The Postal Service is losing $25 million a day and needs to cut $22.5 billion in costs by 2016. The House still will fail to pass postal reform before the August recess.
The House bill would, according to The Hill, “implement a BRAC-style panel that would recommend a plan for cutting costs, and open the door for a control board to take over for postal management, if USPS fails to meet its obligations for 30 days.”
Mindful of concerns of those in rural areas, the House bill will also have a proposal that would “ensure that no more than 5 percent of post office closures in a given year would come from rural areas.”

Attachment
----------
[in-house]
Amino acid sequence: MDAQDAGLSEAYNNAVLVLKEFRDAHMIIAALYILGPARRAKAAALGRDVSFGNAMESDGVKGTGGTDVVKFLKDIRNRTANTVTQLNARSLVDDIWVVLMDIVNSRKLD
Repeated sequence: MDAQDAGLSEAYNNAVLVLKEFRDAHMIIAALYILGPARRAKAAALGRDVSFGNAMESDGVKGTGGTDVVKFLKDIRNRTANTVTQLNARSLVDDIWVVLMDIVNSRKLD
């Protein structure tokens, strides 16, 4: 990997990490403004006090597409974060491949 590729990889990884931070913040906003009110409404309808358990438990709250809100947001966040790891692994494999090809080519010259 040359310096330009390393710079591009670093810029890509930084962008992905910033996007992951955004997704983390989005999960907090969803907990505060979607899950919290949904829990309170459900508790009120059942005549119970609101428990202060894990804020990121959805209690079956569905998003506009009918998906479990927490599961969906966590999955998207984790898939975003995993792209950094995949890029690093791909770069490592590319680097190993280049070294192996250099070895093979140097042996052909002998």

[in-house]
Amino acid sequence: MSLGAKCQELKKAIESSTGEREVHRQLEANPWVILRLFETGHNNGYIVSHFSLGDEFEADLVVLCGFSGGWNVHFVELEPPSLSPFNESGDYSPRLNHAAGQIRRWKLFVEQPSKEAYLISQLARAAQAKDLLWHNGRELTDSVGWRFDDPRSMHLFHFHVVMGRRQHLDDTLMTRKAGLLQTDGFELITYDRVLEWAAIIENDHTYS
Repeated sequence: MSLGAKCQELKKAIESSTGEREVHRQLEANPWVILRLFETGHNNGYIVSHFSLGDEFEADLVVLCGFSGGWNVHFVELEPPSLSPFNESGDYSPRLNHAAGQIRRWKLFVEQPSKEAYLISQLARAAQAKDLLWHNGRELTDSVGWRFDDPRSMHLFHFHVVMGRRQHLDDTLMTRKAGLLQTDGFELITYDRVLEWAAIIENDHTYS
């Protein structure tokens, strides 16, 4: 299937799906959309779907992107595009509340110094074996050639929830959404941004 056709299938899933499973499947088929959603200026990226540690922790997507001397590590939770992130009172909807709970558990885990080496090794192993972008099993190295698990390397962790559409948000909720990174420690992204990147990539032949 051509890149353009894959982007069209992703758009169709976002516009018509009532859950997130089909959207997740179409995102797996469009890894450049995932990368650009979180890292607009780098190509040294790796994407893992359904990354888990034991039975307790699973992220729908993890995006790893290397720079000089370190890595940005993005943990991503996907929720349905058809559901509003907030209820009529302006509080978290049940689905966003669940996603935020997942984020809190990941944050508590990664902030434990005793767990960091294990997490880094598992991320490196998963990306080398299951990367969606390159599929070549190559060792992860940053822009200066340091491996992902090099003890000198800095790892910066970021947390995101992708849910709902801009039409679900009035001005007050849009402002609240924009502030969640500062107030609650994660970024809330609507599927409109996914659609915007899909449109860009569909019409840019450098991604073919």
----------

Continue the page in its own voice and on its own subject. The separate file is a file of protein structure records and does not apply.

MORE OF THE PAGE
The Senate has already passed a Postal reform bill that would “reduce the strain of the roughly $5.5 billion in annual retiree prepayments and use a federal pension overpayment to help ease postal workers into retirement” but would “also keep postal officials from scrapping Saturday delivery for at least two years, while the House bill would allow USPS to move more quickly on that front.”
In any event, there are many points of disagreement between the Senate bill and the proposed House bill, so the sooner the House passes the reform bill the quicker the conferees can hammer out an agreement that reforms an industry in dire financial straits.